Today’s episode reminded me of last weekend spent with my creationist, fundamentalist Christian, right-winger, war supporting son.  He is an adult who lives with a wife in North Carolina.  We spent a weekend as father and son in Virginia Beach.  Our goal was to find some of the connections we had when he was younger.  Just as we have so many times, we were forced at last to keep the conversation to light subjects for complete lack of common ground.  Saturday was spent hanging out in the hotel room while he watched TV and I followed a childhood story diary of mine on Kos.  Our only meaningful conversation had to do with creationism.  Even there we had no middle ground.  At least he agreed to read a book on the subject.  I mailed the book early this week.  Will be interesting to see if he finds any place for the book in his life.

How do we approach these closed minds.  I am at a breaking point in frustration.  So many are so misled and continue to ignore facts in the face of the fiction being put out from the administration.  Finding common ground is sometimes outside my reach even though I pride myself on being a somewhat sane and very rational human being.  Whatever are we to do indeed?

Crossposted from Daily Kos.


copyright © 2007 Possum Tales.  Sedalia Tales

The actual number is higher in total days, but our local peace group has now stood vigil on more than 200 Friday nights.  And we won’t even count the Saturday mornings and other special days when we marched or stood vigil against the war in Iraq.  The first of the Friday night vigils started even before the actual invasion.  With a single exception for dangerous travel conditions, the group has been in place every Friday night since the inception.  Some of our experiences have been described here and here.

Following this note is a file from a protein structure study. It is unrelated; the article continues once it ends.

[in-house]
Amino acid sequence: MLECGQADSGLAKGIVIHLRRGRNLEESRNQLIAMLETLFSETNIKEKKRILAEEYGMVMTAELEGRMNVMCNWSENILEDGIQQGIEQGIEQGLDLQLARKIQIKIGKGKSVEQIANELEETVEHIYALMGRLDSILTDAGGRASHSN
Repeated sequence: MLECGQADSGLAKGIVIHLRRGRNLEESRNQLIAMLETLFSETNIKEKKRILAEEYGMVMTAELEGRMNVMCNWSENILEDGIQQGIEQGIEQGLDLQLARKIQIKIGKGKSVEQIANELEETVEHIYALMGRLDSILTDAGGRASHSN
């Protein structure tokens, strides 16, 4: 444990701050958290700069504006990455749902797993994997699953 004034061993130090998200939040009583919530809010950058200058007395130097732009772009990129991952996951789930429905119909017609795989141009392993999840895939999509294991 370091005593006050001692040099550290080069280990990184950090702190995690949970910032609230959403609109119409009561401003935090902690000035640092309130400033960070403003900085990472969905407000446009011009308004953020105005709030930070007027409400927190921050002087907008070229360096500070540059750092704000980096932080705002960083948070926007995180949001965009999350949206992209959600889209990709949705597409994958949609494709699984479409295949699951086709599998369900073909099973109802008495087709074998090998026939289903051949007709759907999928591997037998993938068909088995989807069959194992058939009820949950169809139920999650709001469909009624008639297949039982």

We have grown slowly even though our numbers remain small.  A usual Friday night or Saturday morning will see 12-15 diehard souls with a variety of signs.  Even the signs have changed over time.  This week they are much more pointed in the political messages including “BUSH IS A WAR CRIMINAL.”  And such standards as “SIGN YOUR GRANDCHILDREN UP FOR THE WAR.”  Most are the ordinary peace slogans like “OUT OF IRAQ” and “NO MORE WAR” or ”WAR KILLS.”  One main banner carries the current number of American dead.  That number continues to rise with steady certainty.  Each week we change the number and some weeks we change overnight from Friday to Saturday with the rate of death being so high.

Our group is not the only set of regular protesters.  There are others near our area.  There must be many across the country.  All those folk are out trying to make any impression possible on the minds of the passing motorists.  To that end we are all putting in our little part to stop the war and to bring America to its senses.

When ever will this end?  At the start we thought maybe we’d be on that street corner at most a few months.  Now more than four years later we wonder if we will ever have a chance to rest.  Our real goal is to meet for coffee on Friday nights and reminisce about the old days on the street.  Oh, how we all long for that day.  Until then, we’ll just keep on showing up and standing on the corner enjoying the support from so many and ignoring the obscene gestures and the catcalls from the few.  So with the number over 200 and climbing we will be right back in place until we are no longer needed.